Planning a new Drupal Commerce Project in stages

I am struggling to find a guide to planning and building a Drupal Commerce project. I am not looking for a step by step tutorial but more a general guide for staging the build.
If we were comparing it to building a house from foundations, plumbing, electrics to painting.. what would a staged list of functionality to be implemented for a Commerce project look like?

What I am trying to avoid is, building a Commerce project that I have to rework because I have implemented functionality in the wrong order and created system dependencies that cause issues.

I have 3+ years of Drupal experience but no Drupal Commerce experience other than fiddling with Kickstart.

It would be great to see a list like:

1. Initial Set-up (Store basic config)
2. Implement Payment Gateways
3. Create Taxonomies
4. Create Products
5. Build Product displays
6. Configure Tax
7. Configure shipping
...and so on.


Posted: Aug 30, 2013


laughnan on September 2, 2013

Your current workflow (i.e. steps 1-7) are exactly how I configured a few clients of Drupal Commerce. I did registrations, so I added Registration configuration before #2, but it shouldn't make a difference. Are you looking for a more a video tutorial holistically?

crontab on September 5, 2013

Hi laughnan, a video tutorial would be great, but a list/flow diagram would be equally helpful.
I feel it will give Commerce novices a bit more confidence and direction when taking on their first projects.
It's often the case that when you learn a new web concept/technology, you look back on your first project and learn a lot from the mistakes or bad judgements you made (inexperience). It would be great to have a basic guide towards the stages involved in a Commerce project with the aim of following best practices and producing a robust product.

michfuer on September 10, 2013

Typically major functionality will be independent enough that you don't have to worry about the sequence in which it's implemented. For example, you can create products first, and then create product displays that reference the products, or vice versa. You might save a bit of time creating the products first, and then referencing them as you create the displays, but either way will still work.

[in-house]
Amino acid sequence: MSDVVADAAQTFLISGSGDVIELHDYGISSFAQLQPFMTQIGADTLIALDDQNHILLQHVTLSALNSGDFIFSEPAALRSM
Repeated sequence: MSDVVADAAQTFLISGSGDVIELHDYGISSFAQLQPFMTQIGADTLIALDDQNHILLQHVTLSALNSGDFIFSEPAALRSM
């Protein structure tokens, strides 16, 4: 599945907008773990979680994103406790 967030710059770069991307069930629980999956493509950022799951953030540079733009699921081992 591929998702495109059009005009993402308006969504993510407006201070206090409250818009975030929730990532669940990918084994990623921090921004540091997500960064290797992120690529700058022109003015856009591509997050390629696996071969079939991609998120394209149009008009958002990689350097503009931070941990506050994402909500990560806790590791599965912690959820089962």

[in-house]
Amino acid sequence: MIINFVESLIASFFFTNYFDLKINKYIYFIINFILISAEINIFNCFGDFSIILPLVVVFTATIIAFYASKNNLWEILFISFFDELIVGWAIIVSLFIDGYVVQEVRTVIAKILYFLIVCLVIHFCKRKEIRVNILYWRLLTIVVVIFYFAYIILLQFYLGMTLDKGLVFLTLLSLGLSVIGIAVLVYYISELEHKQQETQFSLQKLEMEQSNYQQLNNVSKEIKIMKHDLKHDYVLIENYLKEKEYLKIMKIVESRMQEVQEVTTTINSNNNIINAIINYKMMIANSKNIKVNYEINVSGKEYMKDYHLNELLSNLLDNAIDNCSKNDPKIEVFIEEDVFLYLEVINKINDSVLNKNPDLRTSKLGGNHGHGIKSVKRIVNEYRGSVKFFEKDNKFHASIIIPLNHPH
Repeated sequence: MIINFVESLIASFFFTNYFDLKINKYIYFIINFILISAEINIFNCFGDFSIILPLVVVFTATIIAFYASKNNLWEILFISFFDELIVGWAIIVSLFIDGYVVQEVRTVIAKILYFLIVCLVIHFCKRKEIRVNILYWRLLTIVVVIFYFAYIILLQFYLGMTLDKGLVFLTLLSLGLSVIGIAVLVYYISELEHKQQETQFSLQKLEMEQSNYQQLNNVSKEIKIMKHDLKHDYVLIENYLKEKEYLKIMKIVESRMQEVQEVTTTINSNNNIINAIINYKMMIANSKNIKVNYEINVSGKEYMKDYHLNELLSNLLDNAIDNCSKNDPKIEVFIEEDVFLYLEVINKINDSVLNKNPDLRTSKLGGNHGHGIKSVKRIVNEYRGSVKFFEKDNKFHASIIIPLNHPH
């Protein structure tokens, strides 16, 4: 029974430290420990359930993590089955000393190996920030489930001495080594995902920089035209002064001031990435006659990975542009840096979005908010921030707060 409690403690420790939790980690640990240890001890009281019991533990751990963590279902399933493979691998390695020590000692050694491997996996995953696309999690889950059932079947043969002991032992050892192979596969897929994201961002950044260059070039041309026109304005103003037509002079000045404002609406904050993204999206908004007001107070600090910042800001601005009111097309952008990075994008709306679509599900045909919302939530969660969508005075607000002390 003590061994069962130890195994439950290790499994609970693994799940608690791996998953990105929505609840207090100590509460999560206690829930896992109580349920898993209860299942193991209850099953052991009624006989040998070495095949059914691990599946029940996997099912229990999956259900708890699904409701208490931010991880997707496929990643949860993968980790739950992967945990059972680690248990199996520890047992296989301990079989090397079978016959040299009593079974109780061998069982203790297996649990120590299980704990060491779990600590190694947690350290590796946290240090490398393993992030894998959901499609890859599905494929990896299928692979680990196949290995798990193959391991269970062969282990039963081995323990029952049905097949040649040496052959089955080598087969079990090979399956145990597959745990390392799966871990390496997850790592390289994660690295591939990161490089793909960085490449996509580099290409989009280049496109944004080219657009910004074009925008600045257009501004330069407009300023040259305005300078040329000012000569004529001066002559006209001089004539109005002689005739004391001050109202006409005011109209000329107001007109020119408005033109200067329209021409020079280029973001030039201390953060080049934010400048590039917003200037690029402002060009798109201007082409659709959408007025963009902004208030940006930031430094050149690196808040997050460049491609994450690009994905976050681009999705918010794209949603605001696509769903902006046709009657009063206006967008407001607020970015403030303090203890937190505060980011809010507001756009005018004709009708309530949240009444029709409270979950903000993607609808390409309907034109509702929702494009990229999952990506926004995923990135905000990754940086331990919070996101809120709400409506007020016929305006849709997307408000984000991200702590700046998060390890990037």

I think the best approach when starting a new project is to first identify what categories of products you're dealing with, e.g. Shippable products, Licenses/File downloads, Subscriptions, etc. which helps you discover more project requirements, and what baseline modules you'll want to start with such as Commerce Kickstart, Commerce License, and Commerce Recurring Framework respectively.

After hammering that out you'll want to start considering the multitude of other features that an eCommerce shop requires/desires such as...
* Payment methods you're going to support (e.g. Commerce Authorize.net, Commerce Checkout by Amazon),
* How you're going to handle PCI Compliance (e.g. Hosted PCI),
* What types of reports you want to run (e.g. Commerce Reporting),
* How you're going to handle taxes (e.g. Commerce Exactor),

and so on and so forth.

So first step is to identify all your project requirements, and stick with the "must-haves" at this stage. You can always add in the "nice to haves" later down the road as time and resources permit.

Next you start actually adding/building your requirements, and make sure you test! Don't import 30k products before running a test import to verify your products are being created properly, and calculated fields are calculated correctly, etc. Lots of rework can come from creating a bunch of content you don't need, or sending out a bunch of notifications that aren't proper. The sequence of how you build these requirements can be guided by testing. If you come across a feature you cannot test without first implementing another feature, then you know what you have to do next. The large diversity of eCommerce shops makes it difficult to come up with a general build sequence that would be useful to all.